However, Kelleher conceded that the most recent official formulation of this policy was adopted several years ago while the association was "in the throes of dealing with video content legislation that was sweeping the country," and that the policy was formulated to address requests by state associations for help with local video bans.

"The exception" to AMOA's policy of no local involvement, said Kelleher, "is if there is a scenario in one state or municipality that holds a unique precedent that could be used to help other groups around the country." In such a situation, he stated, "AMOA will seriously consider it, as it did with the Indianapolis video content case. AMOA and [legal counsel] Elliott Portnoy recognized [Indianapolis] as a test case , one where there was a strong likelihood of prevailing."

The next major public round of discussion on smoking ban policies (state and national) takes place Feb. 17-19 at the Rosen Center Hotel (Orlando, FL). There, AMOA leaders will convene with officials of more than a dozen state operator associations for the annual Council of Affiliated States. Present will be AMOA president Marion Paul (Fannie Farkle's, Gatlinburg, TN) and Kelleher, along with operator Gary Brewer, Brewer Amusement Co. (McMinnville, TN). Brewer chairs the AMOA smoking ban initiative subcommittee, which was created last fall to study the issue and recommend possible policy responses.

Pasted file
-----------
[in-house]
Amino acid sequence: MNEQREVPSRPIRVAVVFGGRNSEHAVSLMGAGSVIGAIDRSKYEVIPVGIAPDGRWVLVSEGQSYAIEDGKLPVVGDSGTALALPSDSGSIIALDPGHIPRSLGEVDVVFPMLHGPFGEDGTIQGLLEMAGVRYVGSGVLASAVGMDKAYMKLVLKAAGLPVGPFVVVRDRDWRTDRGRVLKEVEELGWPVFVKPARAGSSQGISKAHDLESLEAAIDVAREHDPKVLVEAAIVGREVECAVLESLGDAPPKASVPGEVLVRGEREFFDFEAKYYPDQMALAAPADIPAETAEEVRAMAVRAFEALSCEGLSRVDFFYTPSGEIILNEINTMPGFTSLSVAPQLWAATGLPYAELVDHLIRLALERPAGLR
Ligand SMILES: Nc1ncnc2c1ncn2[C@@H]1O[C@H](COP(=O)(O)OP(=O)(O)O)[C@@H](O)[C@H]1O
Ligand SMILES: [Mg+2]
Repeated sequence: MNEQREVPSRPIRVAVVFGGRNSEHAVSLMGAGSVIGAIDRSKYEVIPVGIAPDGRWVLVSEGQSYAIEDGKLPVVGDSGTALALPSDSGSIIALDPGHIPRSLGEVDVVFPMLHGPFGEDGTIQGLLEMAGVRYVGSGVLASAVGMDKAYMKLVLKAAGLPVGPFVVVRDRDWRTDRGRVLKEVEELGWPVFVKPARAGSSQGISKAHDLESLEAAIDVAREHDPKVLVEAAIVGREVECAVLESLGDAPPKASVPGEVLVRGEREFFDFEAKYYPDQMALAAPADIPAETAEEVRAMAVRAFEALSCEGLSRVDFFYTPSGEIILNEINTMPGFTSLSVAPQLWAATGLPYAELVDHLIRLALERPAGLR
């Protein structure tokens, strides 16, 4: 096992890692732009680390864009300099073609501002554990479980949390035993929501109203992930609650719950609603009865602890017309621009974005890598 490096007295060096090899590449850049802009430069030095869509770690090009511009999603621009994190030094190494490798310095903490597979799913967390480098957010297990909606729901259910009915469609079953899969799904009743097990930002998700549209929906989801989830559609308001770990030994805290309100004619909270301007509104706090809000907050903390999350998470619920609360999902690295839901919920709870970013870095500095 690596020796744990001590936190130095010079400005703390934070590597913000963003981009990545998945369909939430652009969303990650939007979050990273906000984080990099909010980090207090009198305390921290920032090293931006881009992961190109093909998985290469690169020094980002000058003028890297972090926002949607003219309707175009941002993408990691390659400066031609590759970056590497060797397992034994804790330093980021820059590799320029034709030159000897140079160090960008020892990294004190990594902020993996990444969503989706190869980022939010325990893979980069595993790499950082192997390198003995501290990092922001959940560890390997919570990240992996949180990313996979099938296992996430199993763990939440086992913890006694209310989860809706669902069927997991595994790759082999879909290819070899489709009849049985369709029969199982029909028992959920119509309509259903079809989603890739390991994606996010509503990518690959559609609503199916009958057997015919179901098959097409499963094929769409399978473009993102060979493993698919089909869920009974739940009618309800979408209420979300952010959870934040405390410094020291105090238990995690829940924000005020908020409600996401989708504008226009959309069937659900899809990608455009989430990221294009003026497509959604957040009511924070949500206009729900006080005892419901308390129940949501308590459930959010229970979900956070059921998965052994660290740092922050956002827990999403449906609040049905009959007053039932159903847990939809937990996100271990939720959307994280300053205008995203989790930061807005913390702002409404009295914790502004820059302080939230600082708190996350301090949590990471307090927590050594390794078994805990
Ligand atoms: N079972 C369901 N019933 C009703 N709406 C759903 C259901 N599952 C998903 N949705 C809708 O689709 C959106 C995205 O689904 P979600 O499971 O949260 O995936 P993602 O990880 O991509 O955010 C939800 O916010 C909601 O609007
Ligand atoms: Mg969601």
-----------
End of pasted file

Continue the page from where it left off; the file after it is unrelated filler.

Among the state leaders participating in the States Council will be Frank Calland, E&S Music Corp. (Holbrook, NY). Calland serves as executive secretary for AMOA of New York. He and his group have been highly vocal advocates for national activism on smoking bans. Calland is also a member of the AMOA smoking ban initiative subcommittee.